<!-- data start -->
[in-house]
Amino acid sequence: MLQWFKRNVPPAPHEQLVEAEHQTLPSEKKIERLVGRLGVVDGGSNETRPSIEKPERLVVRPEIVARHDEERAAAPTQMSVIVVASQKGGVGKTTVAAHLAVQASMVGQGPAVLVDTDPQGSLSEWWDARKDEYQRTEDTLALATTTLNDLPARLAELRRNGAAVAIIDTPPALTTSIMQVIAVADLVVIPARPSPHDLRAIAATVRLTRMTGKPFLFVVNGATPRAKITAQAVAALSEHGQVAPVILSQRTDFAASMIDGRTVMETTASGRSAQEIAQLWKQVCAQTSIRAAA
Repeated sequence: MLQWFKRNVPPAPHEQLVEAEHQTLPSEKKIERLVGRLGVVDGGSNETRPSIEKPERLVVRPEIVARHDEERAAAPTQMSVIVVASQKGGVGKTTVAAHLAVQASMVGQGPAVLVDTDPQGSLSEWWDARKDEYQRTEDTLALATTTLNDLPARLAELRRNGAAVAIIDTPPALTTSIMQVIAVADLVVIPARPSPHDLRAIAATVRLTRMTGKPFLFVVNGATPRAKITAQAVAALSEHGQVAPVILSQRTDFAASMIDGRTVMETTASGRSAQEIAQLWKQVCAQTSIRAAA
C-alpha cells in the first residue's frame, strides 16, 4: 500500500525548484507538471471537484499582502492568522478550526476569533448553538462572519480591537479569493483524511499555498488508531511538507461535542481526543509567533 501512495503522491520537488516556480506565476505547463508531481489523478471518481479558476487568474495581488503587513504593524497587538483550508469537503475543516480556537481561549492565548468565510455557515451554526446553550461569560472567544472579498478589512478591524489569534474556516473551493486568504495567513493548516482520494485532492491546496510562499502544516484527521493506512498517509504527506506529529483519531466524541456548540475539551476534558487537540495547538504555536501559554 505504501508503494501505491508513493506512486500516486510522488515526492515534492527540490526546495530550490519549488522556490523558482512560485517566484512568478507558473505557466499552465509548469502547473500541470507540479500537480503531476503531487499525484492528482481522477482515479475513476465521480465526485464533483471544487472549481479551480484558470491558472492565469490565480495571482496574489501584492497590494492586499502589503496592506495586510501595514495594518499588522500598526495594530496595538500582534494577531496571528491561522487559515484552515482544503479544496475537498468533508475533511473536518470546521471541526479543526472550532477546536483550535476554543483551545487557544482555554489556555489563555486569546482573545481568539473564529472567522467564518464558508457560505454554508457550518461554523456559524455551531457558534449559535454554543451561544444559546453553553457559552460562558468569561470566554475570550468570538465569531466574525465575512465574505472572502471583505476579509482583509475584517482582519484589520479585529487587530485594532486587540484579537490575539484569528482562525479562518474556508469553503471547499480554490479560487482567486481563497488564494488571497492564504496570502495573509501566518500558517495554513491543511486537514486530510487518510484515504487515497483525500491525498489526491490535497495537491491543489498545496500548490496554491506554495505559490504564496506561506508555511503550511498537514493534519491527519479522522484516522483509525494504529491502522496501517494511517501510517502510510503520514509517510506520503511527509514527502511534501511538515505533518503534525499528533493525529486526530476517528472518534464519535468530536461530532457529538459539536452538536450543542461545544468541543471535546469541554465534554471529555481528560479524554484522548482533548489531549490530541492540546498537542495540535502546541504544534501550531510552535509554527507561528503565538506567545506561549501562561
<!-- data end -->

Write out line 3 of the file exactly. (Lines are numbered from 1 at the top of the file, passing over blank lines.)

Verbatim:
Repeated sequence: MLQWFKRNVPPAPHEQLVEAEHQTLPSEKKIERLVGRLGVVDGGSNETRPSIEKPERLVVRPEIVARHDEERAAAPTQMSVIVVASQKGGVGKTTVAAHLAVQASMVGQGPAVLVDTDPQGSLSEWWDARKDEYQRTEDTLALATTTLNDLPARLAELRRNGAAVAIIDTPPALTTSIMQVIAVADLVVIPARPSPHDLRAIAATVRLTRMTGKPFLFVVNGATPRAKITAQAVAALSEHGQVAPVILSQRTDFAASMIDGRTVMETTASGRSAQEIAQLWKQVCAQTSIRAAA